One very common problem that Christians have in their Christian lives is the problem of spiritual clutter. Many Christians don’t know what to do with various unresolved sins and problems, and so they do nothing. Over time these problems accumulate, and before long there is a real mess.
You have seen this phenomenon in various places, have you not? It happens in closets, it happens in your junk drawer, it happens in your home’s designated fright room, it happens at the back of your garage, it happens when your garden fills up with weeds, and so on. Why wouldn’t it happen in your spiritual life? It certainly will if you let it.
“Let us lay aside every weight, and the sin which doth so easily beset us, and let us run with patience the race that is set before us.”
Hebrews 12:1 (KJV)
So one of the first things that Christians should learn is this. They need to learn to deal with the sin . . . of not really dealing with sin. If we are told to lay aside every weight, then it would be a sin not to. If we are told to deal with the sin that “so easily besets” us, then it would be a sin not to.
On Not Kidding Yourself
So the first thing to realize about all of this is that confession of sin is an ongoing necessity. I described the problem as being one of spiritual clutter, but the thing about clutter is that you can get used to it as it accumulates. You begin by thinking that perhaps your life is “a little untidy,” and then move on to excuse the fact that it looks like a bomb went off in your conscience, and by the end of the process your conscience looks and smells like a closet at the crazy cat lady’s house.
So ongoing and regular confession of sin is a necessity for everyone. What must you do if you want a garden filled with weeds? What you need to do is absolutely . . . nothing. Just let it ride. We know that sin can accumulate in this way because of the way Scripture speaks of it. If we just go on in our own fashion, we will get used to how disheveled we are.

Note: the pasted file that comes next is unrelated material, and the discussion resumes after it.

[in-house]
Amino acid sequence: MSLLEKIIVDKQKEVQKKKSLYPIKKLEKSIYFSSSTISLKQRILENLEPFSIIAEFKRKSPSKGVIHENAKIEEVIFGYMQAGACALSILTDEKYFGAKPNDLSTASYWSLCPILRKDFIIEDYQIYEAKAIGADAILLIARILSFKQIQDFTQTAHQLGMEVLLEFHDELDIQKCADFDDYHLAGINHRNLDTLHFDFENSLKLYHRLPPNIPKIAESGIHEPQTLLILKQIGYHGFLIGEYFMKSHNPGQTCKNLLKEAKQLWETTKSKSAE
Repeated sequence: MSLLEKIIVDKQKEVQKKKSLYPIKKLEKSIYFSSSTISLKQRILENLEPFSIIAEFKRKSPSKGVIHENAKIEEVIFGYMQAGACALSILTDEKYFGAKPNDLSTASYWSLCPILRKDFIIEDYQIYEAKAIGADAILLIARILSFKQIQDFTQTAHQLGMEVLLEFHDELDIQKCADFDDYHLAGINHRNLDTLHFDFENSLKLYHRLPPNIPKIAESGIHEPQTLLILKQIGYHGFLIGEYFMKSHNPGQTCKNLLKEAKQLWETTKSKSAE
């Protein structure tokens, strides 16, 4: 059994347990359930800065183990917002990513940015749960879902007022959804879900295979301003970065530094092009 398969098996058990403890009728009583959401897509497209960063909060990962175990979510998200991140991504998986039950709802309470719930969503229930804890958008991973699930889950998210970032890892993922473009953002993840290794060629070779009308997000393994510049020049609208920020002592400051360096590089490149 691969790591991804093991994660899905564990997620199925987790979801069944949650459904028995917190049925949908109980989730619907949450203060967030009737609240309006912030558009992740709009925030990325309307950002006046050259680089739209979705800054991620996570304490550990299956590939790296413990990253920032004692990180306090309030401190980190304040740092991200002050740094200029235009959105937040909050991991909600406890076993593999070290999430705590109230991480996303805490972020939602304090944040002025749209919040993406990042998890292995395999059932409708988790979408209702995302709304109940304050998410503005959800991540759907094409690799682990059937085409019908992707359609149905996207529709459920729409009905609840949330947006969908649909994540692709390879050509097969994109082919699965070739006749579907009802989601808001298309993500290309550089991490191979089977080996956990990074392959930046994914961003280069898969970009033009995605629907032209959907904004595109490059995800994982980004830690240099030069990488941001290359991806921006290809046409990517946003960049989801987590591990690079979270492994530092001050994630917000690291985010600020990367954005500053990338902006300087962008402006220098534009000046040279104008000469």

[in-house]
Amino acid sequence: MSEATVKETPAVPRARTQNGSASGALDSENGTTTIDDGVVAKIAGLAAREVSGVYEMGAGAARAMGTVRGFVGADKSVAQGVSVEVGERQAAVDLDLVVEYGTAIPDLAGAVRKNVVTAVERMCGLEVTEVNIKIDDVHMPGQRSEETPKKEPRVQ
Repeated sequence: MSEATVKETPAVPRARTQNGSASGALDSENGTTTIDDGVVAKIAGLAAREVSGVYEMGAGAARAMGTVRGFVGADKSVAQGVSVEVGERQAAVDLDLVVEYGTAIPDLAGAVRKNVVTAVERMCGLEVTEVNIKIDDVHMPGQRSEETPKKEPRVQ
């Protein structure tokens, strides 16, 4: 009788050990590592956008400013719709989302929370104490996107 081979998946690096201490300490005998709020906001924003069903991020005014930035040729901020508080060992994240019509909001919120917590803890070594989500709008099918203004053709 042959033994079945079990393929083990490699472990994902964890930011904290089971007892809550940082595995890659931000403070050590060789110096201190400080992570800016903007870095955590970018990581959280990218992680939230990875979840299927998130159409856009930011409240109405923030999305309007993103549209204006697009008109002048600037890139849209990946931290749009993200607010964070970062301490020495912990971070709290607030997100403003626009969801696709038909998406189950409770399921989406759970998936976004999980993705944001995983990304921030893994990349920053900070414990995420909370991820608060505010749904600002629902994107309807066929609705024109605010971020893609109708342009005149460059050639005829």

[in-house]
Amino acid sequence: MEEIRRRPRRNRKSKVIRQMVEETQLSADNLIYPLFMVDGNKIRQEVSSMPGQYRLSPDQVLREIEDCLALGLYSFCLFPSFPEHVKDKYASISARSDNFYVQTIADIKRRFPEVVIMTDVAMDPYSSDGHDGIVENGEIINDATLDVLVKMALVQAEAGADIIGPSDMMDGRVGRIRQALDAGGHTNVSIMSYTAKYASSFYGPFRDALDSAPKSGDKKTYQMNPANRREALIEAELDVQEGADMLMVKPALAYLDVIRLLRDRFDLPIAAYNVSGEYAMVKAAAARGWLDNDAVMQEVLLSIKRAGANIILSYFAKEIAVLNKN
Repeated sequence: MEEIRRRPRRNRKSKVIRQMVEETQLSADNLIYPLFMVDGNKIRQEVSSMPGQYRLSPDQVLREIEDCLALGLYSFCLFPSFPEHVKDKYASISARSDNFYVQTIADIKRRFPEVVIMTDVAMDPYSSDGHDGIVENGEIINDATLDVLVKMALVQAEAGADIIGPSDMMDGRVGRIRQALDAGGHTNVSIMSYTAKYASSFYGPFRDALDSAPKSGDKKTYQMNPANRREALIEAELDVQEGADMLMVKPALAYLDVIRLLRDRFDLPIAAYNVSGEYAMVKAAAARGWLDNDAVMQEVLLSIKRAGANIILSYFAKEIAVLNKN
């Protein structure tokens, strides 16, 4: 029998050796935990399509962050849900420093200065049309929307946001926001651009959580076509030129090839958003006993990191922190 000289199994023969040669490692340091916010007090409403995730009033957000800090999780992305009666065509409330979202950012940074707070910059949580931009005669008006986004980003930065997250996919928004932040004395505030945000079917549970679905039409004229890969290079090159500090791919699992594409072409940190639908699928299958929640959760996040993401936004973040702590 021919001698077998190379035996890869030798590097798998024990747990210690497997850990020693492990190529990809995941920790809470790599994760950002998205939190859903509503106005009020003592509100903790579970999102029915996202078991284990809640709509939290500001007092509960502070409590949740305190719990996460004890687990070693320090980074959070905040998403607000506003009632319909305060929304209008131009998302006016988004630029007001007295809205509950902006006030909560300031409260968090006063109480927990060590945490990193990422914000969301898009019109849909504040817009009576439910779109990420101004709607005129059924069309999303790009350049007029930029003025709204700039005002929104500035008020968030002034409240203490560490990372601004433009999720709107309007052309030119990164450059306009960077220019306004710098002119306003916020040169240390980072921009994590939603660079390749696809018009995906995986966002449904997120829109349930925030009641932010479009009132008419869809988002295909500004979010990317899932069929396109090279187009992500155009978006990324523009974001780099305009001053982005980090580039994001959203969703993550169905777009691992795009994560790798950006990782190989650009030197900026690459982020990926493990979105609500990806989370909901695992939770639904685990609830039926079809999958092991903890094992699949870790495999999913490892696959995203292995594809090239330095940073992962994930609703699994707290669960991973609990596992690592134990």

But if we look into the looking glass of Scripture, we will there see our true condition. We don’t learn that true condition by means of morbid introspection—we learn our true condition through faithful and submissive Bible reading.
As James puts it:
“But whoso looketh into the perfect law of liberty, and continueth therein, he being not a forgetful hearer, but a doer of the work, this man shall be blessed in his deed.”
James 1:25 (KJV)
No one should ever simply assume that he is “doing fine” simply because the roof hasn’t fallen in yet.
“If thou, Lord, shouldest mark iniquities, O Lord, who shall stand?”
Psalm 130:3 (KJV)
Scripture tells us our true condition.
“If they sin against thee, (for there is no man which sinneth not,) and thou be angry with them . . .”
2 Chronicles 6:36; cf. Job 4:18-19 (KJV)
And the apostle John sums all of this up.
“If we say that we have no sin, we deceive ourselves, and the truth is not in us . . . If we say that we have not sinned, we make him a liar, and his word is not in us”
(1 John 1:8, 10 (KJV)
Suppose a young man is learning how to do maintenance on his car, and he is told to change his air filter every 12 to 15,000 miles. And then suppose he were to ask his teacher whether he still would have to do this if the filter hadn’t gotten dirty yet. The problem with this young man is that he doesn’t know what kind of a world he is living in.